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A Gift of Numeric Proportions

What do oceans, tectonic plates, solar energy, and genetic research studies all have in common? They require tools that allow scientists to simulate reality, test theories, and predict behavior. And thanks to a $3.9 million investment by alumnus Fariborz Maseeh, Portland State will become one of the go-to universities for computational mathematics and statistics research, expertise, and education.

“Portland is an extraordinary city and deserves an extraordinary educational institution,” said Fariborz Maseeh. “I am glad to help.”

"Extraordinary" appropriately describes the field of computational science. Essentially, computational mathematics and statistics help other scientists to model complex systems such as freeways, the human brain, molecules, and even climate change. This enables scientists to predict behavior, build proteins, and design safer highways. Research in computational science is not an end in itself, it is the beginning of research yet to be done in health sciences, finance, engineering, sustainability, and more.

Maseeh envisions that this investment will accelerate PSU's reputation as a research institution that draws internationally renowned faculty and outstanding students.

“The main purpose for this investment is to position the Mathematics and Statistics Department to not only serve all of PSU's needs for research,” said Maseeh, “but also to meet Portland industries' needs for academic collaborations and facilitate breakthroughs.”

Life is a numbers game, and thanks to Maseeh, PSU will be a leader in studying it.

Computational Science in our Lives
Weather Map Forecasting air quality, pollution, and the weather – With support from the National Science Foundation and NASA, PSU's computational scientists conduct climate modeling, air quality forecasting, and weather prediction.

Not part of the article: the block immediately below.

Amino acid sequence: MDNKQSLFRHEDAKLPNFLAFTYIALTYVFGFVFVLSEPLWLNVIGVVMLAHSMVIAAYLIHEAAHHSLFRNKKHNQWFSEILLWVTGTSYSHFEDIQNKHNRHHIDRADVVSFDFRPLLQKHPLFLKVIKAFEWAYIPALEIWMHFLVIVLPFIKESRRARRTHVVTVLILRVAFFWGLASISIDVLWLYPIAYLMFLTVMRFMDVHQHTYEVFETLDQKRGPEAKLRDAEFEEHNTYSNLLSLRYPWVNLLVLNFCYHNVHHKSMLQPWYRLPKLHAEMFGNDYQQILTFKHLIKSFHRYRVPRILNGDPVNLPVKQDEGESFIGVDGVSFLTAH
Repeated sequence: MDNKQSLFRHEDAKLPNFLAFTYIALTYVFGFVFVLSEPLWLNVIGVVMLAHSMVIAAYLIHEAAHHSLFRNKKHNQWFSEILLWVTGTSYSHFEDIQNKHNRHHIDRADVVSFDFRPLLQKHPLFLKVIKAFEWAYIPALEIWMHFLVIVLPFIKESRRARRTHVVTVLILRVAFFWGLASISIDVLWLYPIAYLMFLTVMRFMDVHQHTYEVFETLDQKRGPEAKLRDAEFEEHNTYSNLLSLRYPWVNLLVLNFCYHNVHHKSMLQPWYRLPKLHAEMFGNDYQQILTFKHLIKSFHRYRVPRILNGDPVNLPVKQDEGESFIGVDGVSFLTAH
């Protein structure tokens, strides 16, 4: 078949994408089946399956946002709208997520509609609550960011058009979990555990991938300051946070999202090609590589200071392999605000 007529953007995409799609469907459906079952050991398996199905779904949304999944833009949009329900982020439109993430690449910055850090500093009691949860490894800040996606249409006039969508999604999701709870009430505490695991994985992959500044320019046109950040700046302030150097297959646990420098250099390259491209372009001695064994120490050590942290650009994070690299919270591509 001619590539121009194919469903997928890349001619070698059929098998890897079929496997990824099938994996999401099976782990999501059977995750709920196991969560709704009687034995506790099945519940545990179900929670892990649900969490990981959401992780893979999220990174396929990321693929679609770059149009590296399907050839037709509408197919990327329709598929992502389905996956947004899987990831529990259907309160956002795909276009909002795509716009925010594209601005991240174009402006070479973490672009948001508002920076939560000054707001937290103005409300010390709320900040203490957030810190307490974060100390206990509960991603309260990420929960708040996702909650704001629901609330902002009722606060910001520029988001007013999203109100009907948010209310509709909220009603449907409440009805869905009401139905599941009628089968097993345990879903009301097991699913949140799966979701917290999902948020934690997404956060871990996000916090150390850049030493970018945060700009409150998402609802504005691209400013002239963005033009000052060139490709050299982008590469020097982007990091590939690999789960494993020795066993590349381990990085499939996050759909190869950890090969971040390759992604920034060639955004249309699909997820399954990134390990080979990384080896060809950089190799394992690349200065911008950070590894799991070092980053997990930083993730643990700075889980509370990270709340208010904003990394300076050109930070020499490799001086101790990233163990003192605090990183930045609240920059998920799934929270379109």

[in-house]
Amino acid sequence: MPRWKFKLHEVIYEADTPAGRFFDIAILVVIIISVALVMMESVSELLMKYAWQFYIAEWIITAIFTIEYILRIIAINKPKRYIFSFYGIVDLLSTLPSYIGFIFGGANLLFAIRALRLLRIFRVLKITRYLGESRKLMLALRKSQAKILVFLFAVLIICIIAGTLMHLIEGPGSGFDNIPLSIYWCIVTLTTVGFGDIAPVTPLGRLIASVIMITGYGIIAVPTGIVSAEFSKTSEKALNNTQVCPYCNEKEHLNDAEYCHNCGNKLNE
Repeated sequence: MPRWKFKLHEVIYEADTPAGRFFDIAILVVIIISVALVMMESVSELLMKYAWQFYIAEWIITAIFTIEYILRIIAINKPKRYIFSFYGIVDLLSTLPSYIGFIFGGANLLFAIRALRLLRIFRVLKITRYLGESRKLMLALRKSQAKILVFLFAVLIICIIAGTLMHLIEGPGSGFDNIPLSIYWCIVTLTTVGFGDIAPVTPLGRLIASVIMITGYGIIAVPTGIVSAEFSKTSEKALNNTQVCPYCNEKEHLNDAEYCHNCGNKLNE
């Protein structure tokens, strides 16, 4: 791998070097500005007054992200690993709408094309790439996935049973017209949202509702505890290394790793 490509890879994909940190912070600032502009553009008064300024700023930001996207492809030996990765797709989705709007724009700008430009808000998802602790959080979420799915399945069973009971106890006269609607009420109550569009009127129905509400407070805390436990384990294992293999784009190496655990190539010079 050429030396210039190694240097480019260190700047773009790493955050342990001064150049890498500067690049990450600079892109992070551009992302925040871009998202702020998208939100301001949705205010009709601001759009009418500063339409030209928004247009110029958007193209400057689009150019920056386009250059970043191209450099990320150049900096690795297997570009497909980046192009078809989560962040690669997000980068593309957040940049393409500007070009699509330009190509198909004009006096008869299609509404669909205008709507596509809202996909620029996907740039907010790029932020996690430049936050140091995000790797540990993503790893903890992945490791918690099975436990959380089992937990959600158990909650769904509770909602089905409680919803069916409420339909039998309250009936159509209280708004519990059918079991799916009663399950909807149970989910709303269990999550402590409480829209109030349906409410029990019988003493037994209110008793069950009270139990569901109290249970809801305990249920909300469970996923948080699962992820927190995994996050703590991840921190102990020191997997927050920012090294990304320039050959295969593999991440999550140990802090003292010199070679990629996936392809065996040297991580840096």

Solar Panels Creating more efficient solar cells – PSU computational science faculty have teamed up with members of the Physics Department to develop a breakthrough anti-reflective coating that helps solar cells absorb more energy from the sun.
Freeways Promoting markets to reduce carbon emissions – PSU's mathematicians use computational science to create tools to optimize emerging carbon markets and reduce the amount of carbon dioxide released into our atmosphere.
Glacier Predicting the impacts of climate change – PSU computational science and Department of Geology faculty are investigating how and why ice sheets and glaciers in Antarctica are changing and what that might mean for Earth's climate.
Neuron Uncovering the deepest aspects of how we learn - Working with neuroscientists at Oregon Health & Science University, computational scientists at PSU are researching how our brains function and how our neurons learn.
School of fish Improving coordination of cars, planes, and satellites – To better coordinate vehicular movement, PSU's computational scientists have uncovered mathematical principles by which birds create flocks and fish create schools without colliding with each other.